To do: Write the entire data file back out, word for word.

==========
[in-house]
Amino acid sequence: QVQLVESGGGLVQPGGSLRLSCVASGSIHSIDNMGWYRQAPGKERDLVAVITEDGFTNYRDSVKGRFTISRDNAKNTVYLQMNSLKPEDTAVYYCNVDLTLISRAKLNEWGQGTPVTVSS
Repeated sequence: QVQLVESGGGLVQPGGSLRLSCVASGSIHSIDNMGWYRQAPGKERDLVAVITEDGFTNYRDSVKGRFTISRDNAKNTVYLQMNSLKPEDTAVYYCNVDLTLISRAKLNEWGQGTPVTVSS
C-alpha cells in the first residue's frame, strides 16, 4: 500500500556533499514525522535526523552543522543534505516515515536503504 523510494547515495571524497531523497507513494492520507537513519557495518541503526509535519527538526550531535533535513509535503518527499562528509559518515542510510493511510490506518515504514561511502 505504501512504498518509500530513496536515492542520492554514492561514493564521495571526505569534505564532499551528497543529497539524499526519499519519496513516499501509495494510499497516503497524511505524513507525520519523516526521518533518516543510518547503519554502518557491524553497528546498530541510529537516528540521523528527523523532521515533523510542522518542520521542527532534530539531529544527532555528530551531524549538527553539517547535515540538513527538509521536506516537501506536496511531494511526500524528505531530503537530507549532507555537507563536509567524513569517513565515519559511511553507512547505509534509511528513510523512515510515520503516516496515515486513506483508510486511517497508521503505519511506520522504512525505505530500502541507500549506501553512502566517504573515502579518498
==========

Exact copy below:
[in-house]
Amino acid sequence: QVQLVESGGGLVQPGGSLRLSCVASGSIHSIDNMGWYRQAPGKERDLVAVITEDGFTNYRDSVKGRFTISRDNAKNTVYLQMNSLKPEDTAVYYCNVDLTLISRAKLNEWGQGTPVTVSS
Repeated sequence: QVQLVESGGGLVQPGGSLRLSCVASGSIHSIDNMGWYRQAPGKERDLVAVITEDGFTNYRDSVKGRFTISRDNAKNTVYLQMNSLKPEDTAVYYCNVDLTLISRAKLNEWGQGTPVTVSS
C-alpha cells in the first residue's frame, strides 16, 4: 500500500556533499514525522535526523552543522543534505516515515536503504 523510494547515495571524497531523497507513494492520507537513519557495518541503526509535519527538526550531535533535513509535503518527499562528509559518515542510510493511510490506518515504514561511502 505504501512504498518509500530513496536515492542520492554514492561514493564521495571526505569534505564532499551528497543529497539524499526519499519519496513516499501509495494510499497516503497524511505524513507525520519523516526521518533518516543510518547503519554502518557491524553497528546498530541510529537516528540521523528527523523532521515533523510542522518542520521542527532534530539531529544527532555528530551531524549538527553539517547535515540538513527538509521536506516537501506536496511531494511526500524528505531530503537530507549532507555537507563536509567524513569517513565515519559511511553507512547505509534509511528513510523512515510515520503516516496515515486513506483508510486511517497508521503505519511506520522504512525505505530500502541507500549506501553512502566517504573515502579518498